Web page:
Paradigm X

Vision quests of a soulhacker

A Brief Guide of (RESTful) SOA, Part II

In the first part of this series we have discussed the core concepts of RESTful architectural style and gives some guideline in how to define the system and prepare for defining the APIs specs, which will be covered in this part.

Level III: Define and Tune the API

Defining API specs is the most important part of all and it’s a continuous progress in the whole lifecycle, mostly documentation oriented. A simple and neat document collaboration platform is very useful. I suggest facilitating tools such as MediaWiki or Markdown + GitHub etc. Then you can follow these sections below.

3.1 API Basics

Use one or two pages to list basic information of the API system, including (but not constrained to):

  • General: general style and policy, versioning, request and response methods, i18n, etc.
  • Authorisation: step by step tutorial on connecting to the service (see section 3.2 below).
  • Request: all acceptable request formats w/ examples.
  • Response: response format w/ examples, error codes.
  • Misc: rate limits, auditing, etc.

3.2 One Token to Rule Them All

Remember that for most developers using your APIs the most tricky part is the authentication and authorisation. For some reasons (compromise of security, performance and convenience) most web service systems use token to identify service clients. Here are some fundamental concepts:

  • Service, or the platform is the system hold the key resources and make resources accessible via some open APIs.
  • Client, or app is client application sending request to the service.
  • Each of every client should register itself on the service platform and gain a pair of CLIENT_ID and CLIENT_SECRET to identify itself.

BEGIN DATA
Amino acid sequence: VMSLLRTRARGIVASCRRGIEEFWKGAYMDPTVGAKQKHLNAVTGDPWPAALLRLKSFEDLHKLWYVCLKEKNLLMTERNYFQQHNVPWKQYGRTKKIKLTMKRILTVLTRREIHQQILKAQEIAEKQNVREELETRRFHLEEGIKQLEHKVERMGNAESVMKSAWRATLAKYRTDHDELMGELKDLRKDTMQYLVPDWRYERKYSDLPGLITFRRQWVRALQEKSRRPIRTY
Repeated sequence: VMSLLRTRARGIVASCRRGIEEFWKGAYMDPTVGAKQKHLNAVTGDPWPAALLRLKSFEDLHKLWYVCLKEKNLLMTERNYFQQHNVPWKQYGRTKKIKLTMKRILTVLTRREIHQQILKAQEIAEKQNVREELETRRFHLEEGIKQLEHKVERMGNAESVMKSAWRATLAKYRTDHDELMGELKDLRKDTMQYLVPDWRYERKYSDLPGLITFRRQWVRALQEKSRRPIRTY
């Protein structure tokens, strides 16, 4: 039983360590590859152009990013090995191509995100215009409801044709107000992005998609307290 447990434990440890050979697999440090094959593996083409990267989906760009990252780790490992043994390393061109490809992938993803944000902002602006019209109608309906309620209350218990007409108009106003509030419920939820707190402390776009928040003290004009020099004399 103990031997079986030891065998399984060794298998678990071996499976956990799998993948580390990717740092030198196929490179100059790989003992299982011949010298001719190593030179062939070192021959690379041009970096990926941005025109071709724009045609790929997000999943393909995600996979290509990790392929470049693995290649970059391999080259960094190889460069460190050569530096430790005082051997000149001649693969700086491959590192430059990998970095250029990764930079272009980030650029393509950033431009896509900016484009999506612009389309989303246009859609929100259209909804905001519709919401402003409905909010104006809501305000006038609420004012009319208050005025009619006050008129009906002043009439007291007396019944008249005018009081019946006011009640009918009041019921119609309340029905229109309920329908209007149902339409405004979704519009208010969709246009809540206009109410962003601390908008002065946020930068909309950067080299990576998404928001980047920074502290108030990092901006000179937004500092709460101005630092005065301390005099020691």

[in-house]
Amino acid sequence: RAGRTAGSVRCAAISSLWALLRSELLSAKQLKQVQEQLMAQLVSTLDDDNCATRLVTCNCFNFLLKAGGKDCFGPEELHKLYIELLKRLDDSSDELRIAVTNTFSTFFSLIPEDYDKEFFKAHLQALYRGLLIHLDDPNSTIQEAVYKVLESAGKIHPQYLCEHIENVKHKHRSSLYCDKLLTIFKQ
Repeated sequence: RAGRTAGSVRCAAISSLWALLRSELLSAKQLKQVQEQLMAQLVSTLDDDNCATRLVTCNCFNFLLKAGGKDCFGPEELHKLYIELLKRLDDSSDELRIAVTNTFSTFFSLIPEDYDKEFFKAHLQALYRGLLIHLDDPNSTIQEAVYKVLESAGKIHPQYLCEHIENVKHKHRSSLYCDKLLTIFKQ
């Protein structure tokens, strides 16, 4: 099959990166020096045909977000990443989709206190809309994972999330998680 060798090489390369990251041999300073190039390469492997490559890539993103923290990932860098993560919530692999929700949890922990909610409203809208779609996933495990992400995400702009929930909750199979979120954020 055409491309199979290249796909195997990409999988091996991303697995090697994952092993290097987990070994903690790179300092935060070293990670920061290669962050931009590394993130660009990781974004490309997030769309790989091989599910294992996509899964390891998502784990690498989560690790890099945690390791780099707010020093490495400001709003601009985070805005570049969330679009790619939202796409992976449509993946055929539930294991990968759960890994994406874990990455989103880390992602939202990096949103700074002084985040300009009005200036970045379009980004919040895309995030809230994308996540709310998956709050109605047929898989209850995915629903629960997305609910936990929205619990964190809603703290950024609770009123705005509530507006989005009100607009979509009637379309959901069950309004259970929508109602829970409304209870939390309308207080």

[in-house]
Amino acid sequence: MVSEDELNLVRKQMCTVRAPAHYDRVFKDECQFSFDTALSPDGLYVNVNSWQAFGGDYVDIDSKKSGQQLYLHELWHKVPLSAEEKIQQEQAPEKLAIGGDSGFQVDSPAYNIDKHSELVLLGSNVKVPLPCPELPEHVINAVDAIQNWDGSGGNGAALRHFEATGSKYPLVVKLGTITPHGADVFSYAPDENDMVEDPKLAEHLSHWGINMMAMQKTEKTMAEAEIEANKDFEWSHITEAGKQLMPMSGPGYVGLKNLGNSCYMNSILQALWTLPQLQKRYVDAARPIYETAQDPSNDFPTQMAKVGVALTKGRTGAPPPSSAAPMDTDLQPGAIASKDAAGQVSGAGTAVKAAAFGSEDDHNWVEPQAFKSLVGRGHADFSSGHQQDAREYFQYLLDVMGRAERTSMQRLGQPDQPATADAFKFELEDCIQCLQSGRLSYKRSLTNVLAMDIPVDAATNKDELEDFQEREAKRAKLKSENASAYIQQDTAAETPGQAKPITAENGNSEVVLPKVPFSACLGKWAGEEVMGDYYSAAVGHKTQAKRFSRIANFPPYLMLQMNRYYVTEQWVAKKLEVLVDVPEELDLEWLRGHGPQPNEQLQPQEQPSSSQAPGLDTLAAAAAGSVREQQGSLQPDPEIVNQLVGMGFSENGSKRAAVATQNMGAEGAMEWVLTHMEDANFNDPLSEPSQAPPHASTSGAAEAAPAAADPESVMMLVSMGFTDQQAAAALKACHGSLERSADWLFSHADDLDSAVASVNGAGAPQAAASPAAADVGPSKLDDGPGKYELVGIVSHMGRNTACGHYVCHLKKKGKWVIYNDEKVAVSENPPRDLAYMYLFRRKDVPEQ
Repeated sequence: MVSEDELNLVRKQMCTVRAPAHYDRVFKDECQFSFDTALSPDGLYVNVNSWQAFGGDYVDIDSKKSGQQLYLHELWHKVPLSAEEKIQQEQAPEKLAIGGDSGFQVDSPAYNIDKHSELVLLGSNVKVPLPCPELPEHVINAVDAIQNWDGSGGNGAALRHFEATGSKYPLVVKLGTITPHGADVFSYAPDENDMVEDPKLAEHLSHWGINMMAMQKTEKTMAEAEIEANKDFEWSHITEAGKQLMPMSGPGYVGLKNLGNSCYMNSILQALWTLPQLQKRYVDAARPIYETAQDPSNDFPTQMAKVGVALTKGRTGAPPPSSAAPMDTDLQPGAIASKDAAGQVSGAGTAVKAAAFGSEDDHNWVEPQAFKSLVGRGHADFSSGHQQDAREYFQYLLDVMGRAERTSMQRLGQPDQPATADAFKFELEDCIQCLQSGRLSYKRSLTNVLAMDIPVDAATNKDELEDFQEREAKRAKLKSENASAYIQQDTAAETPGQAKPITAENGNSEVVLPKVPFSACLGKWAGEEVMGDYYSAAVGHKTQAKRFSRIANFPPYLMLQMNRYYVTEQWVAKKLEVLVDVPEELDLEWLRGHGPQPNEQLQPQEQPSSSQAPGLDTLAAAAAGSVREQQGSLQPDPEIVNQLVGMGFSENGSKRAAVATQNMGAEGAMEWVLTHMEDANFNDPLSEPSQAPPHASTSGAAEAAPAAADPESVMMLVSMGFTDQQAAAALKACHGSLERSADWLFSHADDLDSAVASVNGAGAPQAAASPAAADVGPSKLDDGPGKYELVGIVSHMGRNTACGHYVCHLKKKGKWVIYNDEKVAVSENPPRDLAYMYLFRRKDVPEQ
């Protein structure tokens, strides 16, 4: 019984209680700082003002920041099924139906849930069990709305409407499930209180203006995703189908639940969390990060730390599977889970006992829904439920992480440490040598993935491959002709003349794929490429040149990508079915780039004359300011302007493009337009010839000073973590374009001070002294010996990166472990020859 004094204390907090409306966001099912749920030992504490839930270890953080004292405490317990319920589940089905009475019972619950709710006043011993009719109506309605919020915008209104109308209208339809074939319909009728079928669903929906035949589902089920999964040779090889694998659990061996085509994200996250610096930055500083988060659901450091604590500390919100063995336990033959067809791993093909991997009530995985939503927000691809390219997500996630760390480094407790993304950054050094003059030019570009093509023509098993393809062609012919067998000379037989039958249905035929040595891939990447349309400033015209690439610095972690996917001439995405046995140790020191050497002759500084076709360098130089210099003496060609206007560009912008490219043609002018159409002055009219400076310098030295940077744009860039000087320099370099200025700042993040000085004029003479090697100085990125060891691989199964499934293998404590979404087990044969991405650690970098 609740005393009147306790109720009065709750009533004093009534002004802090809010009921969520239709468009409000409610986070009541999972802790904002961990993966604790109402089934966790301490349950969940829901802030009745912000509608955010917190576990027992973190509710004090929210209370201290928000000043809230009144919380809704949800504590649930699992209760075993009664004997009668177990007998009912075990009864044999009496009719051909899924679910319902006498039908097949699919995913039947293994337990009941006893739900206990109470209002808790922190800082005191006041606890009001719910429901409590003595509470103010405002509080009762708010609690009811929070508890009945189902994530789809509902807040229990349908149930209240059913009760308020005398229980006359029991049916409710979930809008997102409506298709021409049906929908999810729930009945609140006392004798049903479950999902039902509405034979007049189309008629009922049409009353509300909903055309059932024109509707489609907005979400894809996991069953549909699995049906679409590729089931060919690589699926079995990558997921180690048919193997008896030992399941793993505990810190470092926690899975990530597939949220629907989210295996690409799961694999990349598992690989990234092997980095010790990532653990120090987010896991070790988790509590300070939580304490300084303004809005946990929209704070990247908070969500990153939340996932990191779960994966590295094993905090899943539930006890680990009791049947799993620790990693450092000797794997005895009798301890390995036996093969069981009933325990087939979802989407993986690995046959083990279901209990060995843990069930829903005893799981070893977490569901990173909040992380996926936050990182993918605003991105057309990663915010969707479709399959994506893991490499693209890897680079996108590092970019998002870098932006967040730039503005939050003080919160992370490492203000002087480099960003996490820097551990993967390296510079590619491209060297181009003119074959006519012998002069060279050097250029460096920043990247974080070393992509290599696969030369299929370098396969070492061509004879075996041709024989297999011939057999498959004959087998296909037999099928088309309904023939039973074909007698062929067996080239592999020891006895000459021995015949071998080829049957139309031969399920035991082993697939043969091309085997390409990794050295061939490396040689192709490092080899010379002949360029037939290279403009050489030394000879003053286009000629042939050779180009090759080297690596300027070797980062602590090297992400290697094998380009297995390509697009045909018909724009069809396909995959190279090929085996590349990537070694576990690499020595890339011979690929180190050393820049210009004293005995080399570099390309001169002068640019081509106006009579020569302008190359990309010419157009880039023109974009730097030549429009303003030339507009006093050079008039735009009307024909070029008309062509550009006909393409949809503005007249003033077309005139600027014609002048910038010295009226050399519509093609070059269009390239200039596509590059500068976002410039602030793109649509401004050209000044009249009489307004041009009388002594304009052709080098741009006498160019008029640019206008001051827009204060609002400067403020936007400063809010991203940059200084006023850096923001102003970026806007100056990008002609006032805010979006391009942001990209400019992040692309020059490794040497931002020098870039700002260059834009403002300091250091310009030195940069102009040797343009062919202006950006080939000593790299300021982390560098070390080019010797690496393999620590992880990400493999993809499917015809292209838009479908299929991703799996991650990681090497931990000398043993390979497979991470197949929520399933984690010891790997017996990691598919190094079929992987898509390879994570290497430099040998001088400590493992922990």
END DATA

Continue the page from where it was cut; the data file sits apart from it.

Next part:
• After registration apps can request tokens from the platform
  • There are 2 types of services in most platform: (A) services related to a specific user in the platform; (B) services independent to users. They need different kinds of tokens:
    • For type (A): app should use its CLIENT_ID/CLIENT_SECRET, correlated user’s ID and expected access profile (commonly called ‘scope’) to request the access token.
    • For type (B): app should use its CLIENT_ID/CLIENT_SECRET and scope to request the access token.
  • As long as the access token issued to the app, app can use it to request designated service APIs, until the token expires or revoked by platform or app or the user.

In many cases the platform cannot issue type (A) token to an app unless correlated user explicitly approve the request. That’s where OAuth-like mechanisms make sense. In such cases, when platform receives request for issuing a token to some user, it will redirect the user to a page showing Approve/Decline buttons and continue the flow after the user explicitly approve the request. For detail info about the widely uses OAuth v2 protocol refer to the official IETF RFC6749 document.

A platform should choose mechanism wisely and make the flows (app registration, token issuing/revoking/managing, etc.) clean, flexible and friendly to all potential client apps. Useful tutorials about all these flows are required.

3.3 API Taxonomy

An API taxonomy can help to organise all APIs. It gives you and your clients’ developers very clean and structural view of your continuously evolving APIs. It also gives you a way to normalise the API endpoints’ URI patterns.

API taxonomy is highly dependent to the business. But some general rules certainly helps:

  1. The response objects, which are defined in the first part of this article, are usually the first dimension of the taxonomy.
  2. The second dimension is usually related to the API URI patterns, which will described below.

So let’s look at some typical RESTful URI patterns.

  • Object